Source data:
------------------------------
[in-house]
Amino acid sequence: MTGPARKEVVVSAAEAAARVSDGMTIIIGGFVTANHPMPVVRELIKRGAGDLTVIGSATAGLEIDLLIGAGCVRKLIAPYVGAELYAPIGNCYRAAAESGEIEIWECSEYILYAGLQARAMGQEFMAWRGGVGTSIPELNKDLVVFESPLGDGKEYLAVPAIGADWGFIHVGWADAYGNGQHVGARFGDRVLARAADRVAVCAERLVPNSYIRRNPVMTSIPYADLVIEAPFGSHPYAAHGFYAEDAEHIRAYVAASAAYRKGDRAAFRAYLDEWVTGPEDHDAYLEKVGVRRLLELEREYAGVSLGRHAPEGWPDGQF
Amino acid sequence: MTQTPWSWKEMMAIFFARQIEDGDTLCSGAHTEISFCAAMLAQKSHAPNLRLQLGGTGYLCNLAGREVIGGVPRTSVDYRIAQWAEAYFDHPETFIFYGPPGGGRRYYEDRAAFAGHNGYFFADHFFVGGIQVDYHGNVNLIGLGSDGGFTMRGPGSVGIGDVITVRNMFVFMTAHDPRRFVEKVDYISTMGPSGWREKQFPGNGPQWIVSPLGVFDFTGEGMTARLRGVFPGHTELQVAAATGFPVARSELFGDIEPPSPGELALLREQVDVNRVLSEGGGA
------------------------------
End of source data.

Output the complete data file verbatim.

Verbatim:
[in-house]
Amino acid sequence: MTGPARKEVVVSAAEAAARVSDGMTIIIGGFVTANHPMPVVRELIKRGAGDLTVIGSATAGLEIDLLIGAGCVRKLIAPYVGAELYAPIGNCYRAAAESGEIEIWECSEYILYAGLQARAMGQEFMAWRGGVGTSIPELNKDLVVFESPLGDGKEYLAVPAIGADWGFIHVGWADAYGNGQHVGARFGDRVLARAADRVAVCAERLVPNSYIRRNPVMTSIPYADLVIEAPFGSHPYAAHGFYAEDAEHIRAYVAASAAYRKGDRAAFRAYLDEWVTGPEDHDAYLEKVGVRRLLELEREYAGVSLGRHAPEGWPDGQF
Amino acid sequence: MTQTPWSWKEMMAIFFARQIEDGDTLCSGAHTEISFCAAMLAQKSHAPNLRLQLGGTGYLCNLAGREVIGGVPRTSVDYRIAQWAEAYFDHPETFIFYGPPGGGRRYYEDRAAFAGHNGYFFADHFFVGGIQVDYHGNVNLIGLGSDGGFTMRGPGSVGIGDVITVRNMFVFMTAHDPRRFVEKVDYISTMGPSGWREKQFPGNGPQWIVSPLGVFDFTGEGMTARLRGVFPGHTELQVAAATGFPVARSELFGDIEPPSPGELALLREQVDVNRVLSEGGGA